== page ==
Edited by - Adam Kiesling on 06/21/2013 13:35:13
Lady on the Steamboat
Steamboat Around the Bend
vrteach - Posted - 06/21/2013: 14:26:48
Fine tune. When I first met up with my fiddler friend Steve, he gave me a home-made CD of himself with the title "Tunes to Work on, Number 1." That was back in 2007, and there are some tunes that I've never managed, and others that I learned enough to play--but then haven't played since then. Steamboat 'Round the Bend was one of those that I'd forgotten, so I'm glad to see it again. Maybe I can get him to play it again!
Back in June of 2007 I put a banjo version based on his fiddling on my personal site: vrteach.org/content/steamboat-round-bend
RG - Posted - 06/21/2013: 19:58:14
Nice pick and nice playing...Dwight Lamb's "Shag Poke" is one of my favorite fiddle tunes, glad to see an old Missouri tune on TOTW...
Edited by - RG on 06/21/2013 20:01:22
LyleK - Posted - 06/22/2013: 14:21:28
Excellent Adam (and Erich)!
There's an *.mp3 for Dwight Lamb playing this here.
Incidentally, before deciding to go with an Illinois fiddler's tune for the TOTW last week, I had thought of doing a couple of Bob Walters' tunes so I put them in "Sound Off!" a week or so ago.
Edited by - LyleK on 06/22/2013 14:24:27
JanetB - Posted - 06/23/2013: 08:08:47
Another Midwest treasure, Adam, and your solo banjo version is delightful, especially when you go from an E to an A note in the first part. The band version is awesome!
Hope you don't mind that I've taken a side excursion with your tune to listen to Alabama fiddler James Bryan's Steamboat Around the Bend, since he quoted his source as the "Old Time Fiddlers Repertory." He adds more Em to the tune, which I don't hear in Bob Walter's fiddling nor in Dwight Lamb's, but do hear in your band's B part.
Anyway, hope you can still recognize the tune!
Steamboat Around the Bend
camcumberland - Posted - 06/23/2013: 14:47:36
Here's my attempt, used Bob Walter's version to learn this one.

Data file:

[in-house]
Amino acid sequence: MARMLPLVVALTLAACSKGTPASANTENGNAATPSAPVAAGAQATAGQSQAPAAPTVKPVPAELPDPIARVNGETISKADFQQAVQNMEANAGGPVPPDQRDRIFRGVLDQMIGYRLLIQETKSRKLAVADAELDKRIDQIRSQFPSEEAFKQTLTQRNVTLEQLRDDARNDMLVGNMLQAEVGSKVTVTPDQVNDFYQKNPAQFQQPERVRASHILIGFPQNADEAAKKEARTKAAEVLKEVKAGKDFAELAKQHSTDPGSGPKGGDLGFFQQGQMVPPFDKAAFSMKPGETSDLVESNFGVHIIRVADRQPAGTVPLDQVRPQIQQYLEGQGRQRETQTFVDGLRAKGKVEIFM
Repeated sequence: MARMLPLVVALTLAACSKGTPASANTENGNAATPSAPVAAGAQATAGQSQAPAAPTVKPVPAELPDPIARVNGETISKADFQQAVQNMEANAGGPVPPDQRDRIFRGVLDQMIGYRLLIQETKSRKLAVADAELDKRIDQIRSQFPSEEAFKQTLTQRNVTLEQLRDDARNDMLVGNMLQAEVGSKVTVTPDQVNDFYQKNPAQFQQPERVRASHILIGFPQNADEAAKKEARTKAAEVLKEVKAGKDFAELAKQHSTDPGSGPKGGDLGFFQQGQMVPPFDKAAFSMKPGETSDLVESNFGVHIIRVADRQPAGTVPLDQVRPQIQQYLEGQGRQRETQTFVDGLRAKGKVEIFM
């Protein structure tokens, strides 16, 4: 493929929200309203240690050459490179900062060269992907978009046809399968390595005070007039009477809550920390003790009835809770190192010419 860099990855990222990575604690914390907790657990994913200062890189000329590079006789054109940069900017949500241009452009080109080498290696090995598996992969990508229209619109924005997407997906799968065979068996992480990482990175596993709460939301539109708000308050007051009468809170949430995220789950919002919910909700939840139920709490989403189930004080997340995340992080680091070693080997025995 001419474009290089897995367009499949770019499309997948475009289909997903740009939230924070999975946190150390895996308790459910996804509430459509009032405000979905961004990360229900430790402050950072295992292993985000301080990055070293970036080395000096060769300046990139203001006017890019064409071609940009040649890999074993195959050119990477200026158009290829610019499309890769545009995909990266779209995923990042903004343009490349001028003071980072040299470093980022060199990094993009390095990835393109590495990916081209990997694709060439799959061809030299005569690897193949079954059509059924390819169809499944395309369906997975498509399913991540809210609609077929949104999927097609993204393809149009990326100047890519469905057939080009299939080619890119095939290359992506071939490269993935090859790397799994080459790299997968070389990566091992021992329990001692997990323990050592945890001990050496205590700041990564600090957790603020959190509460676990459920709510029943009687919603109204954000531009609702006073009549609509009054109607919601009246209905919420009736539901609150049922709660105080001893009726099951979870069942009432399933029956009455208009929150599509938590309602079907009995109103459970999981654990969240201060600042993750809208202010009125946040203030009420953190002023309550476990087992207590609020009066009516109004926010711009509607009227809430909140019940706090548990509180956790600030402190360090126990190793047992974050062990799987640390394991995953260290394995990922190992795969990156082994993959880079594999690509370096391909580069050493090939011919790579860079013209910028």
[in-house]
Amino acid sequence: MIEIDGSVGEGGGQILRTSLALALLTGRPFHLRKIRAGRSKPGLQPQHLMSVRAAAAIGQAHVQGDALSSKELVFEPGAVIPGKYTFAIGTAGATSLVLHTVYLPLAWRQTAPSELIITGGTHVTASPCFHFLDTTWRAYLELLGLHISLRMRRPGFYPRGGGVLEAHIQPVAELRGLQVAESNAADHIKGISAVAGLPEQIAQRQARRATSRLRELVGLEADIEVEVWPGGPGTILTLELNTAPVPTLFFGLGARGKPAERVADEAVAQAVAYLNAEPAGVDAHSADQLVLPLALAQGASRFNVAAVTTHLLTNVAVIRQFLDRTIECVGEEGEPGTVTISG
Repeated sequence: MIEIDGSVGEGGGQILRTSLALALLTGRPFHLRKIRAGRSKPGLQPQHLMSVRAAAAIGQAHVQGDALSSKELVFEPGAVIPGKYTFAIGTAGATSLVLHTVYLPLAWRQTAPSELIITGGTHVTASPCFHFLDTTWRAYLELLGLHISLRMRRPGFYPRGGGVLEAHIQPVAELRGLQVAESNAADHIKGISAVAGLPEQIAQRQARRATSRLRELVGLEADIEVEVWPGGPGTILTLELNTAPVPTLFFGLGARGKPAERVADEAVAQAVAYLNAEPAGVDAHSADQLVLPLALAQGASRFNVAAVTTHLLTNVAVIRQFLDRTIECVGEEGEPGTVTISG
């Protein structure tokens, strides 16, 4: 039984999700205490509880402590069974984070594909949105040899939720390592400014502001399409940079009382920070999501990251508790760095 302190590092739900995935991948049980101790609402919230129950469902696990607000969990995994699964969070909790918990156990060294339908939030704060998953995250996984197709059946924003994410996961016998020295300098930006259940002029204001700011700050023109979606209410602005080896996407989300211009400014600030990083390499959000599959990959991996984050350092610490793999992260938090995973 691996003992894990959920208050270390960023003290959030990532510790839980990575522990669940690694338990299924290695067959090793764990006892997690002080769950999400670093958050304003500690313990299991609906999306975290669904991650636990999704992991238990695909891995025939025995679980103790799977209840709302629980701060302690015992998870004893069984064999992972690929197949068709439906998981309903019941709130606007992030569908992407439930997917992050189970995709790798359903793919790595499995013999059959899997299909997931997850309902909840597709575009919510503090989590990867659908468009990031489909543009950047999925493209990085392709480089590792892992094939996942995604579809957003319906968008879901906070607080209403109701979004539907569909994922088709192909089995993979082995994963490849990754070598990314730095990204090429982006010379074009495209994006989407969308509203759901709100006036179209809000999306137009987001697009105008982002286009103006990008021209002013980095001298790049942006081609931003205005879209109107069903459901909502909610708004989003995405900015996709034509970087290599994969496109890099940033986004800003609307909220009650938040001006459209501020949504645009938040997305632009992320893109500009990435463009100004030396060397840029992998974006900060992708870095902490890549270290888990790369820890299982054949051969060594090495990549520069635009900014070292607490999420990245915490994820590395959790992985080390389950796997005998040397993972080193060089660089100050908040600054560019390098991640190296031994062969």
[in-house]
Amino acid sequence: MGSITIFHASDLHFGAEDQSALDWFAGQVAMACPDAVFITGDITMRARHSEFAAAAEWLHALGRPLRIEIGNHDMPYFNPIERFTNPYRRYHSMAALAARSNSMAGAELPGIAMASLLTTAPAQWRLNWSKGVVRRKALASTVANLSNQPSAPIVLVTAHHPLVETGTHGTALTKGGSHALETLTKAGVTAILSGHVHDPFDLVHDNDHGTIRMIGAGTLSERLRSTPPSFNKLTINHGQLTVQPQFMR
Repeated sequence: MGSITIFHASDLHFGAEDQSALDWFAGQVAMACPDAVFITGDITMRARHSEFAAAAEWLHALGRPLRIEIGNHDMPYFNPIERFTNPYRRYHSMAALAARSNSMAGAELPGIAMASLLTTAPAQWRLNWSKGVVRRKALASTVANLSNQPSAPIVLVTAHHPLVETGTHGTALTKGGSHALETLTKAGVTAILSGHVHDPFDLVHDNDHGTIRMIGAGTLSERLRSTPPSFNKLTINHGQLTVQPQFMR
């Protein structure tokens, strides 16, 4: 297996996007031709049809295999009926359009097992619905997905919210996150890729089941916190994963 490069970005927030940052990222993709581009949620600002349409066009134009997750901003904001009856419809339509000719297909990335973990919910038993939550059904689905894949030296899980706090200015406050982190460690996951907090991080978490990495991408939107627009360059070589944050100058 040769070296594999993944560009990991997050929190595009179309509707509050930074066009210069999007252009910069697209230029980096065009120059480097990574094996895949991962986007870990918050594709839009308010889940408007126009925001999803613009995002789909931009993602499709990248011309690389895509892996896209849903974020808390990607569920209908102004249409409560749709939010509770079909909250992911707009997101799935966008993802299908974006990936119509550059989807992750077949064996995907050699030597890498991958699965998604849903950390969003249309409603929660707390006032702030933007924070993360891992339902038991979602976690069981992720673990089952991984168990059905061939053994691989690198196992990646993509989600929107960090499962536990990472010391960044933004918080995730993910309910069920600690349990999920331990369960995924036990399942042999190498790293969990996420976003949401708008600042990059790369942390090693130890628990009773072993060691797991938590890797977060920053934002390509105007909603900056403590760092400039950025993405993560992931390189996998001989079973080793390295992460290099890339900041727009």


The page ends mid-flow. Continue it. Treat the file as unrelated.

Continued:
VIDEO: Steamboat Around The Bend
(click to view)
Adam Kiesling - Posted - 06/23/2013: 17:32:11
Thanks for the comments and the other versions of the tune (which are great, by the way).
Any thoughts on how to go about creating banjo versions of these kinds of tunes? It's kind of a struggle between getting the majority of the notes in, although there are some banjo players who are able to do this. I think it's definitely easier in a stringband situation versus a solo banjo piece. Bluegrass-styled rolling works pretty well for some tunes (here's a tune from Lyman Enloe--his "Fiddle Tunes I Recall" is a great CD): youtube.com/watch?v=5Ajfs8tcyrI
Dock Jekel - Posted - 06/24/2013: 09:08:46
Great tune you uploaded Adam. Your banjo version works well. Interesting question about melodic playing on the banjo- Seems to me that the banjo has a hard time competing with the fiddle when it comes to lots of notes. The opposite is true that the fiddle has trouble competing with the banjo in terms of interesting rhythms and percussive sounds. Some banjo players come to mind for me that can play the banjo very melodically, and they make very cool music, but always there is a trade off, it seems for me, and the banjo ends up loosing some of it's interesting character.
handsup8 - Posted - 06/24/2013: 09:28:31
Cool tune and great presentation, Adam! I really enjoyed both the band version and your solo take! Another great entry from the midwest tradition, which I didn't know much about until I'd left Wisconsin. Thanks for the info on the source fiddlers and more reasons to explore their work. Ted